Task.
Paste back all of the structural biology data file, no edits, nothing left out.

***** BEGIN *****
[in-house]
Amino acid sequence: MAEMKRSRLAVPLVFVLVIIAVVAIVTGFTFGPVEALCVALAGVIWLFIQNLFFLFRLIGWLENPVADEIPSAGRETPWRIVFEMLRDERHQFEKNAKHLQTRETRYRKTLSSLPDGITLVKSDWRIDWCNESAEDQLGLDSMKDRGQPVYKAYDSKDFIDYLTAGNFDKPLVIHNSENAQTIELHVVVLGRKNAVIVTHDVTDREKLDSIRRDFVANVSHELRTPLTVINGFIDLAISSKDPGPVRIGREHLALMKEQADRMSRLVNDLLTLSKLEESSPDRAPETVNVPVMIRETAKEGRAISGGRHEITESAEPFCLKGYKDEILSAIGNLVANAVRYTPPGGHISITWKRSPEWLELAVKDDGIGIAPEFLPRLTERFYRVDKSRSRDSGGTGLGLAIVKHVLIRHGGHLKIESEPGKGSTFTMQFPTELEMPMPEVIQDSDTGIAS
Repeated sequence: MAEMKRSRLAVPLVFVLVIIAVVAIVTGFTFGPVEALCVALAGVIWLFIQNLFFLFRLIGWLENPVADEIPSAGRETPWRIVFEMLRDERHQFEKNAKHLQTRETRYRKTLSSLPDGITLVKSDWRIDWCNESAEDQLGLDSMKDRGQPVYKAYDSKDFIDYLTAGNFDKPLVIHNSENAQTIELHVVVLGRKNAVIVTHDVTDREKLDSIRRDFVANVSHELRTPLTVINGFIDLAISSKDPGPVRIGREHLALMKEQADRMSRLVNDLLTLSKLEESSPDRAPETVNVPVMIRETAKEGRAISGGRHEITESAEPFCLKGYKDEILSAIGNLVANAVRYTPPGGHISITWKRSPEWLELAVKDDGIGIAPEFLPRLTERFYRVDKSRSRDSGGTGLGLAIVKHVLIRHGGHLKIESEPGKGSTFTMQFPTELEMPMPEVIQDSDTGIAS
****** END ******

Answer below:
[in-house]
Amino acid sequence: MAEMKRSRLAVPLVFVLVIIAVVAIVTGFTFGPVEALCVALAGVIWLFIQNLFFLFRLIGWLENPVADEIPSAGRETPWRIVFEMLRDERHQFEKNAKHLQTRETRYRKTLSSLPDGITLVKSDWRIDWCNESAEDQLGLDSMKDRGQPVYKAYDSKDFIDYLTAGNFDKPLVIHNSENAQTIELHVVVLGRKNAVIVTHDVTDREKLDSIRRDFVANVSHELRTPLTVINGFIDLAISSKDPGPVRIGREHLALMKEQADRMSRLVNDLLTLSKLEESSPDRAPETVNVPVMIRETAKEGRAISGGRHEITESAEPFCLKGYKDEILSAIGNLVANAVRYTPPGGHISITWKRSPEWLELAVKDDGIGIAPEFLPRLTERFYRVDKSRSRDSGGTGLGLAIVKHVLIRHGGHLKIESEPGKGSTFTMQFPTELEMPMPEVIQDSDTGIAS
Repeated sequence: MAEMKRSRLAVPLVFVLVIIAVVAIVTGFTFGPVEALCVALAGVIWLFIQNLFFLFRLIGWLENPVADEIPSAGRETPWRIVFEMLRDERHQFEKNAKHLQTRETRYRKTLSSLPDGITLVKSDWRIDWCNESAEDQLGLDSMKDRGQPVYKAYDSKDFIDYLTAGNFDKPLVIHNSENAQTIELHVVVLGRKNAVIVTHDVTDREKLDSIRRDFVANVSHELRTPLTVINGFIDLAISSKDPGPVRIGREHLALMKEQADRMSRLVNDLLTLSKLEESSPDRAPETVNVPVMIRETAKEGRAISGGRHEITESAEPFCLKGYKDEILSAIGNLVANAVRYTPPGGHISITWKRSPEWLELAVKDDGIGIAPEFLPRLTERFYRVDKSRSRDSGGTGLGLAIVKHVLIRHGGHLKIESEPGKGSTFTMQFPTELEMPMPEVIQDSDTGIAS